If North Korea follows through on its threat to fire ballistic missiles near Guam, the U.S. military probably will try to shoot them down, raising the stakes even further in a dangerous global standoff.
U.S. commanders would have little time to make a critical decision about whether any inbound missiles represented a threat to Guam, home to two large military bases and about 7,000 U.S. service members.
A ballistic missile would take only about 14 minutes to reach Guam from North Korea, according to Guam’s Homeland Security office.
U.S. surveillance, including spy satellites, also watch North Korea’s preparations before a missile launch, giving U.S. authorities a little additional time to assess the threat.
The Pentagon would probably view any missiles heading near Guam as a threat and try to shoot them down, analysts said.
“We would have to take proper self-defense measures,” said David Maxwell, a retired Army colonel and associate director of Georgetown University’s Center for Security Studies. “We would not want to take a chance to allow it to hit.”
U.S. commanders would not want to take a chance on whether the missile was carrying a warhead or was accurate enough to land in the water as intended.
North Korea said Thursday it was developing plans to launch four medium-range ballistic missiles that would land 19 to 25 miles from the western Pacific island.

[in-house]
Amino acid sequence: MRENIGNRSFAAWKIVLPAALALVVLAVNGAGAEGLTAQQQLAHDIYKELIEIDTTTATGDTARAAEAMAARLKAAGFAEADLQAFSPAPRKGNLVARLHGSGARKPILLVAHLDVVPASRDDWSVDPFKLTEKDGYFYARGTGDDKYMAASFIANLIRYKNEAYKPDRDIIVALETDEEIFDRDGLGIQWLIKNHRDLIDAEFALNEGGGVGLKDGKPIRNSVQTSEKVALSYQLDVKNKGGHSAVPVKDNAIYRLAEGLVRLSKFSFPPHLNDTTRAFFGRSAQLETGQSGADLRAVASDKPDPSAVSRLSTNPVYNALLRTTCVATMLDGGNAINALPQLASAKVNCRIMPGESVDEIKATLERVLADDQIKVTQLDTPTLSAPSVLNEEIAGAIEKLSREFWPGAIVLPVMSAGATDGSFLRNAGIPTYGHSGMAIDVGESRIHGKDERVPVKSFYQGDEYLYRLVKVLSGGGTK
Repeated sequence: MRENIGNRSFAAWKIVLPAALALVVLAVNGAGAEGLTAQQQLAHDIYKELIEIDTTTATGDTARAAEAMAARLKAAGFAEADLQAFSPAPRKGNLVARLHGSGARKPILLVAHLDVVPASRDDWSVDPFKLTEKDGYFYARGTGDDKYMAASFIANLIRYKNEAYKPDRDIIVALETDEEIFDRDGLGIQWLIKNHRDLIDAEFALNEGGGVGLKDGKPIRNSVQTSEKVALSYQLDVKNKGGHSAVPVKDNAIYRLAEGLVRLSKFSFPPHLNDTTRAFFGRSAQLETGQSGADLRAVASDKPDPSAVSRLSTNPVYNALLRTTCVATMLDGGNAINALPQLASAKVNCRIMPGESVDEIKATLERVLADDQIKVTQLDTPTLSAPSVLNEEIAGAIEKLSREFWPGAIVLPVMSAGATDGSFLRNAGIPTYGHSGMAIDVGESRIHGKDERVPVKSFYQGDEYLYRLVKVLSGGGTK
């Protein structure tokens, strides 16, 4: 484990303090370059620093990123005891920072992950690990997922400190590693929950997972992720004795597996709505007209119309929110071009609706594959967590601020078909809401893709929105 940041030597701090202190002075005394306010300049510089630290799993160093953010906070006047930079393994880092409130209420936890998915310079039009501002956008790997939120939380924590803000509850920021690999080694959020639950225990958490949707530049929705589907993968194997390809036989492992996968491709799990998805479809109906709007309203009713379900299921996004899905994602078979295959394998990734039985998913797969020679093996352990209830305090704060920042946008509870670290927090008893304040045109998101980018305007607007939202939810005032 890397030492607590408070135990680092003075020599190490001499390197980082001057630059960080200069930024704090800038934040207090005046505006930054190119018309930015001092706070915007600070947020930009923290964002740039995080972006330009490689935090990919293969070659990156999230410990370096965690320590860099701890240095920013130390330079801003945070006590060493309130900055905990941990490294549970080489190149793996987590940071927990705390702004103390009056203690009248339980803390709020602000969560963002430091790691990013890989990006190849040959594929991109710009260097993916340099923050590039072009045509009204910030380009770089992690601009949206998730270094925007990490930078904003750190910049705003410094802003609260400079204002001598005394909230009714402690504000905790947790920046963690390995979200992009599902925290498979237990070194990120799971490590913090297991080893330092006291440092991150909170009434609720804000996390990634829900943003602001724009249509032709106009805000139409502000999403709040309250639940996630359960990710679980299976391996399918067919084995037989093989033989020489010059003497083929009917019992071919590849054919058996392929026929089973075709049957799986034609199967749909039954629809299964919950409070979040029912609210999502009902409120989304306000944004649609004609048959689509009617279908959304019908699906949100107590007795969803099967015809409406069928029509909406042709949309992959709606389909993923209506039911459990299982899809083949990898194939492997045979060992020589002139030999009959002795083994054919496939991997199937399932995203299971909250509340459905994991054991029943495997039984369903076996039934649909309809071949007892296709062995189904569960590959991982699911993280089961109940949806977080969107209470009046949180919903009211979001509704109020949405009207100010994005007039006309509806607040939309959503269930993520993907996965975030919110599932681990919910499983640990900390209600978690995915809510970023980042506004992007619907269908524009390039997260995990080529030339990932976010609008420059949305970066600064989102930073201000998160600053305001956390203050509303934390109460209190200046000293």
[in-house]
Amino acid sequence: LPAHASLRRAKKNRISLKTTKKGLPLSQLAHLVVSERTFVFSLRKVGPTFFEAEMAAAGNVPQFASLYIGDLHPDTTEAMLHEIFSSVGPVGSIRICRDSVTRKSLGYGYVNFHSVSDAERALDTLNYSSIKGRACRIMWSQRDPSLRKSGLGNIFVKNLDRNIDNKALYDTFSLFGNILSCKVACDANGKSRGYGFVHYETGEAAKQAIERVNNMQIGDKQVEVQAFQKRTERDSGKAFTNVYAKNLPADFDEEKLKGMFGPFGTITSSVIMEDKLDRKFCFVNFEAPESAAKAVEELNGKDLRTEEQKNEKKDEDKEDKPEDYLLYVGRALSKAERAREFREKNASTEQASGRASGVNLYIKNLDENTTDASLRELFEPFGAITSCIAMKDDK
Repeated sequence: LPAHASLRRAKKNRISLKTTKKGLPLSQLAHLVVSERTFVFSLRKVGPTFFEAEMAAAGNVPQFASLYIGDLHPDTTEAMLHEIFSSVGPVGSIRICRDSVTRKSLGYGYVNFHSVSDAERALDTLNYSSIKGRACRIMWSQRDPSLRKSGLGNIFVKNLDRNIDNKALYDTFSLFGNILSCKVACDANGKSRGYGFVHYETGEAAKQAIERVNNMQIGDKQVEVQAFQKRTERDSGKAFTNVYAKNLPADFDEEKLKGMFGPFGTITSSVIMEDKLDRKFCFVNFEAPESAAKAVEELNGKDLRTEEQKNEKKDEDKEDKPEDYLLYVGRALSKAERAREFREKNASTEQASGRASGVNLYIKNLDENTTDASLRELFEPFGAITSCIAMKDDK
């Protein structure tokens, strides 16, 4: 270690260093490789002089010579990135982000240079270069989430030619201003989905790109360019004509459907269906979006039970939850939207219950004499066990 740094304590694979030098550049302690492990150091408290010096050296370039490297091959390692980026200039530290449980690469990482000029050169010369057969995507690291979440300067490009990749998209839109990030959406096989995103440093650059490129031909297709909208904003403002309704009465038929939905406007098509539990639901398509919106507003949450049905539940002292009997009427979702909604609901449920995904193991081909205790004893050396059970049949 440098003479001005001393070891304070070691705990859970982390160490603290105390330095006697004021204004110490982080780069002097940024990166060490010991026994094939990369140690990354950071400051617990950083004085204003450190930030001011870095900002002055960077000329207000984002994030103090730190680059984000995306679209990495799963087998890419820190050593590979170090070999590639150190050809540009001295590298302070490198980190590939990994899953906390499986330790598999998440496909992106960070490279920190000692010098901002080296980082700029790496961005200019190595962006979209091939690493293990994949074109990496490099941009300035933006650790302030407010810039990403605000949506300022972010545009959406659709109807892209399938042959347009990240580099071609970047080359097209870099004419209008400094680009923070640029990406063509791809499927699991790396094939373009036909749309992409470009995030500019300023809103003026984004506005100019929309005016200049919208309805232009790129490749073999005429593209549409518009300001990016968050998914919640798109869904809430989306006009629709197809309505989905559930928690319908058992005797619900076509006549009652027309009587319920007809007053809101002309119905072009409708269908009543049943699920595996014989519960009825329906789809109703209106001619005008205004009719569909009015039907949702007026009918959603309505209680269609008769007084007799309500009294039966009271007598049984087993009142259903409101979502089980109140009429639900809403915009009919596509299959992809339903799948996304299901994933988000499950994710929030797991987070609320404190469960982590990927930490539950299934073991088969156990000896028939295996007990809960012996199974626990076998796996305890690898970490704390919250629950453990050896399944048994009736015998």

The warning came amid heightened tensions between the United States and North Korea over its nuclear weapons program. President Trump said Tuesday the U.S. would respond to threats from North Korea with “fire and fury like the world has never seen.”
The U.S. military regularly tracks North Korea’s missile launches, but does not intercept them once it determines they are not on a course to hit U.S. territory or an ally, such as Japan or South Korea.
In 2013, the U.S. military deployed a missile defense system called Terminal High Altitude Area Defense, or THAAD, to Guam in response to previous threats by North Korea. The system is also being deployed in South Korea.
THAAD is designed to destroy incoming missiles during the final phase of their flight toward their target. The Missile Defense Agency said the system has demonstrated its effectiveness in 15 consecutive successful tests.
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